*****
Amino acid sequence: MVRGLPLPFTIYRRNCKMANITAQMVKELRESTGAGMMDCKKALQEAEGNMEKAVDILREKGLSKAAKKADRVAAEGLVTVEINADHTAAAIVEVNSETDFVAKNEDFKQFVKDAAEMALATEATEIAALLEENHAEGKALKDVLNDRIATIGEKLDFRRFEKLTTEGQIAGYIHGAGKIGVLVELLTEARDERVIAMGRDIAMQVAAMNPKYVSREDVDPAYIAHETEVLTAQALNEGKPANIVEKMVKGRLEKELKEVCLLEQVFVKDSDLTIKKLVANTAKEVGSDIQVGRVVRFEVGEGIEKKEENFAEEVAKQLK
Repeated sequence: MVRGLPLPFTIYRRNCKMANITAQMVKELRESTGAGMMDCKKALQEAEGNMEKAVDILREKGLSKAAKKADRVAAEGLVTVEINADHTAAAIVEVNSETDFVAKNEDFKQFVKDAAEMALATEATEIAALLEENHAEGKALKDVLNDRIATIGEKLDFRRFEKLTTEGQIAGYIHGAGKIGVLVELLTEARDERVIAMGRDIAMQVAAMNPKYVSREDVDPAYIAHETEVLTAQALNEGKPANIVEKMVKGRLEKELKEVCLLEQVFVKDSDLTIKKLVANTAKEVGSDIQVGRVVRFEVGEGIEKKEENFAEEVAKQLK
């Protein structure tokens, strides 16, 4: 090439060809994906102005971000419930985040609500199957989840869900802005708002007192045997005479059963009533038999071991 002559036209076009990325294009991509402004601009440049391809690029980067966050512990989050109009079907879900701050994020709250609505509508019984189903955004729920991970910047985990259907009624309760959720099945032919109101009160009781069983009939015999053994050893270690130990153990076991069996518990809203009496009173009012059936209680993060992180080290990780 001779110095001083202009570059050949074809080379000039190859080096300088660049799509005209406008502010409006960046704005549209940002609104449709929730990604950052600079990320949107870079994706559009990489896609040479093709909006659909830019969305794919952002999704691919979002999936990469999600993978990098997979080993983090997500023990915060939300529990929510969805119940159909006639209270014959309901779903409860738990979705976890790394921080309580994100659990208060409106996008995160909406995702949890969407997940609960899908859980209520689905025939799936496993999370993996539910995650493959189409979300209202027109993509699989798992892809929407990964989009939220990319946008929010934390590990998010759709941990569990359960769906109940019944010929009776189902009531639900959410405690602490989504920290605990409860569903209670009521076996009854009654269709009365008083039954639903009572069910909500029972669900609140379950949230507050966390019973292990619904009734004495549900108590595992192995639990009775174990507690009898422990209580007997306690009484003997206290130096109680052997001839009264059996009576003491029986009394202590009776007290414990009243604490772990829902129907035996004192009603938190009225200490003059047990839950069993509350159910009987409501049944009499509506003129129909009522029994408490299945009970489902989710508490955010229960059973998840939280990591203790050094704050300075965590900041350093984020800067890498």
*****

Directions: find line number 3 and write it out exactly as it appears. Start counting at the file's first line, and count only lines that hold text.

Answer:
């Protein structure tokens, strides 16, 4: 090439060809994906102005971000419930985040609500199957989840869900802005708002007192045997005479059963009533038999071991 002559036209076009990325294009991509402004601009440049391809690029980067966050512990989050109009079907879900701050994020709250609505509508019984189903955004729920991970910047985990259907009624309760959720099945032919109101009160009781069983009939015999053994050893270690130990153990076991069996518990809203009496009173009012059936209680993060992180080290990780 001779110095001083202009570059050949074809080379000039190859080096300088660049799509005209406008502010409006960046704005549209940002609104449709929730990604950052600079990320949107870079994706559009990489896609040479093709909006659909830019969305794919952002999704691919979002999936990469999600993978990098997979080993983090997500023990915060939300529990929510969805119940159909006639209270014959309901779903409860738990979705976890790394921080309580994100659990208060409106996008995160909406995702949890969407997940609960899908859980209520689905025939799936496993999370993996539910995650493959189409979300209202027109993509699989798992892809929407990964989009939220990319946008929010934390590990998010759709941990569990359960769906109940019944010929009776189902009531639900959410405690602490989504920290605990409860569903209670009521076996009854009654269709009365008083039954639903009572069910909500029972669900609140379950949230507050966390019973292990619904009734004495549900108590595992192995639990009775174990507690009898422990209580007997306690009484003997206290130096109680052997001839009264059996009576003491029986009394202590009776007290414990009243604490772990829902129907035996004192009603938190009225200490003059047990839950069993509350159910009987409501049944009499509506003129129909009522029994408490299945009970489902989710508490955010229960059973998840939280990591203790050094704050300075965590900041350093984020800067890498």